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Hertha Zehlendorf

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Title: Hertha Zehlendorf  
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Hertha Zehlendorf

Not to be confused with Hertha BSC.
Hertha Zehlendorf
Full name FC Hertha 03 Berlin-Zehlendorf e.V.
Nickname(s) Klein Hertha
Founded 10 March 1903
Ground Ernst-Reuter-Sportfeld
Ground Capacity 4,000
Chairman Kamyar Niroumand
Manager Timo Szumnarski
League Berlin-Liga (VI)
2011–12 6th – Berlin-Liga (VI)
Home colours
Away colours

The Hertha Zehlendorf is a German football club from the suburb of Zehlendorf in Berlin.

The club, one of the largest football clubs in the country, has a strong youth department[1] which has developed a number of international players,[2] not just for Germany and having won two national youth championships.



The club was formed by 30 local football enthusiasts on 10 March 1903, under the name of Tor- und Fußballclub Germania 03 Zehlendorf.[3] By 1909, it had however changed its name to FC Hertha Zehlendorf. In 1913, the club moved to a new ground, Siebenendenweg, now called Ernst-Reuter-Sportfeld, away from the Tempelhofer Feld, where it was never entirely happy. The team was for a time part of BFC Hertha 1892 but by September 1914 the club became independent again, under the name of FC Hertha 06 Zehlendorf.

After the end of the First World War, in January 1919, the club merged with local side VfB Zehlendorf 03 to form the current club, FC Hertha 03 Zehlendorf. It was from this union, Hertha derives its foundation date, too.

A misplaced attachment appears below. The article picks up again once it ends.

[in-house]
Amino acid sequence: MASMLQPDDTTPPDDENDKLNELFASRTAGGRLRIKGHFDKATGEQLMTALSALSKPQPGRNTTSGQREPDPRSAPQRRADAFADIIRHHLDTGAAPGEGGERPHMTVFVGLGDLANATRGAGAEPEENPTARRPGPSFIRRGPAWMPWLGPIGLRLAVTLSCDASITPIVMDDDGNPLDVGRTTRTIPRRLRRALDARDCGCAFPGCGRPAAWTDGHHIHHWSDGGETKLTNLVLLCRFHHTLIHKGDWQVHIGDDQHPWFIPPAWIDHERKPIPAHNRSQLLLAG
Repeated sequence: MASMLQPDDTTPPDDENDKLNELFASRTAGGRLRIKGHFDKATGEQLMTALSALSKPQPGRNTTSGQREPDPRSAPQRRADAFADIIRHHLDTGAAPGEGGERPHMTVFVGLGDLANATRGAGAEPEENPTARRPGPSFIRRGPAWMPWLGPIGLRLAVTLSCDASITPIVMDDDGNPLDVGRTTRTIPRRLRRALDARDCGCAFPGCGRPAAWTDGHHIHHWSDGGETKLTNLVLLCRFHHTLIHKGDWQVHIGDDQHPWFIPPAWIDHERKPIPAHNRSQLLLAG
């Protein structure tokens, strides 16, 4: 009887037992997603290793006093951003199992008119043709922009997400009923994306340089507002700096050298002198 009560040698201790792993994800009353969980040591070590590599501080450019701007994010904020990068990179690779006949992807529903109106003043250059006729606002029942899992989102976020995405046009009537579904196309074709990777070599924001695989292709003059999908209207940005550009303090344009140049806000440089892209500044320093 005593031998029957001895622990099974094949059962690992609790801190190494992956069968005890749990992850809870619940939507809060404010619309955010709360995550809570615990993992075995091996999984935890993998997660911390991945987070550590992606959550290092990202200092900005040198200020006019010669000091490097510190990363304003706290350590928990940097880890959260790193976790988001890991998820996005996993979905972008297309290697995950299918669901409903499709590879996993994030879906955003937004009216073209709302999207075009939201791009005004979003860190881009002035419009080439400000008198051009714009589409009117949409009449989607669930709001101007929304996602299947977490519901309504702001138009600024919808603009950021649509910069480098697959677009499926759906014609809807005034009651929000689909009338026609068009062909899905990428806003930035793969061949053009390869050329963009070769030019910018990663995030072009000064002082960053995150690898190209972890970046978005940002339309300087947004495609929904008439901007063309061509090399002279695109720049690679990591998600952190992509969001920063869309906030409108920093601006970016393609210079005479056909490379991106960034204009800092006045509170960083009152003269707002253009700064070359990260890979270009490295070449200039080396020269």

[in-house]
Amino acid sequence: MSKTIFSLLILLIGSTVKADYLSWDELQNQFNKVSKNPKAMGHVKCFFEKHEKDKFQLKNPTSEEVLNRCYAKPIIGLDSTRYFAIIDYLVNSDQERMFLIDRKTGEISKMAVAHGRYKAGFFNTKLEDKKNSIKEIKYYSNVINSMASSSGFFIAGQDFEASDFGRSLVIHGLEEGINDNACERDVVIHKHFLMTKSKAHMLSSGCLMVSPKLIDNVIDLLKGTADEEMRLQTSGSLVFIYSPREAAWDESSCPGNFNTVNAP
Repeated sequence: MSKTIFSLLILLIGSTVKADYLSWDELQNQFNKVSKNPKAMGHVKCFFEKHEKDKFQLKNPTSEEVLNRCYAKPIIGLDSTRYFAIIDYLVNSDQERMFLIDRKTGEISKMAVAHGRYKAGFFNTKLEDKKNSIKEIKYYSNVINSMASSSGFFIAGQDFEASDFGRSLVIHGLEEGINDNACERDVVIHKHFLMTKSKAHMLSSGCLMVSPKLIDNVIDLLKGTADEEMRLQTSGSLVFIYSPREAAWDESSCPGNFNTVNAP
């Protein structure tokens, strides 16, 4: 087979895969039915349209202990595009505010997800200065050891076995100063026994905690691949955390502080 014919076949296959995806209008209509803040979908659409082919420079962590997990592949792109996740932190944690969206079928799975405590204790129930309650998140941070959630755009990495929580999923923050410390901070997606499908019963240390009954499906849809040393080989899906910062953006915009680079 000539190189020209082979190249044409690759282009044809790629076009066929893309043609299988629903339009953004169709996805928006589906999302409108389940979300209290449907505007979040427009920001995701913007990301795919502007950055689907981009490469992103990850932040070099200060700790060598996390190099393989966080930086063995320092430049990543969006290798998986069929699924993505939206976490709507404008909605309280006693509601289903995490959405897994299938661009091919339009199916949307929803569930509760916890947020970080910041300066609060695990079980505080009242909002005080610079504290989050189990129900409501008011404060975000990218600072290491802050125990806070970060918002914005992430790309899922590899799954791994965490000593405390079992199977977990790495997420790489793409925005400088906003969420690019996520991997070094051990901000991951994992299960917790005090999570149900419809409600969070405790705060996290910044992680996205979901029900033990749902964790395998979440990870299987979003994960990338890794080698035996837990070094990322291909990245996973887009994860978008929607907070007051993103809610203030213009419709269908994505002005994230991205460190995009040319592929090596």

For the next decade, the club did not particularly stand out of the ranks of Berlin football clubs. Only in 1933 could it finally win a championship in the local Kreisklasse but the change in the German football league system, the introduction of the Gauligas, prevented the team from being promoted.

The club continued to struggle throughout this age and even had to form an on-the-field union with Union Lichterfelde to survive. During the Second World War, play came almost completely to a halt.


After the war, all previously existing clubs and associations were outlawed in Berlin and the former Hertha existed under the name of SG Zehlendorf for a while. It entered the Amateurliga Berlin (II) in 1947, a league that was played in a number of regional groups. It however became the first club in Berlin to receive a license in 1948 to revert to its original name by the allied occupation authorities.

On the field, the club qualified for the single-division Amateurliga in 1950 and immediately became a strong side in this league, winning the championship in 1953. The clubs youth side took out its first Berlin championship in 1950, a game played as a curtain raiser for a Germany versus Turkey friendly, in front of 60,000, on 17 June 1951.[4] Germany lost 1–2, but Zehlendorf beat Hertha BSC 3–2.

The team entered the tier-one Oberliga Berlin for the 1953–54 season, were all the big names of West Berlin football were playing in those days. It found life at this level much harder and was immediately relegated again, finishing 11th out of 12 teams. Back in the Amateurliga, another championship was won and the club earned the right to return to the Oberliga.

In this league, the team would stay until 1963, earning lower table finishes each season but surviving nevertheless.[5] Hertha in this time earned much more local success with its youth teams, a fact not much changed even today, winning Berlin championship in various age groups over the years.

1963–74: Regionalliga years

In 1963, German football was fundamentally changed with the introduction of the Fußball-Bundesliga. Below it, five regional leagues, the Regionalligas, were formed. Hertha did not apply for a spot in the new Bundesliga as only one club from Berlin was admitted and the bigger names in local football, Hertha BSC and Tasmania 1900 Berlin far out qualified the little club.[6]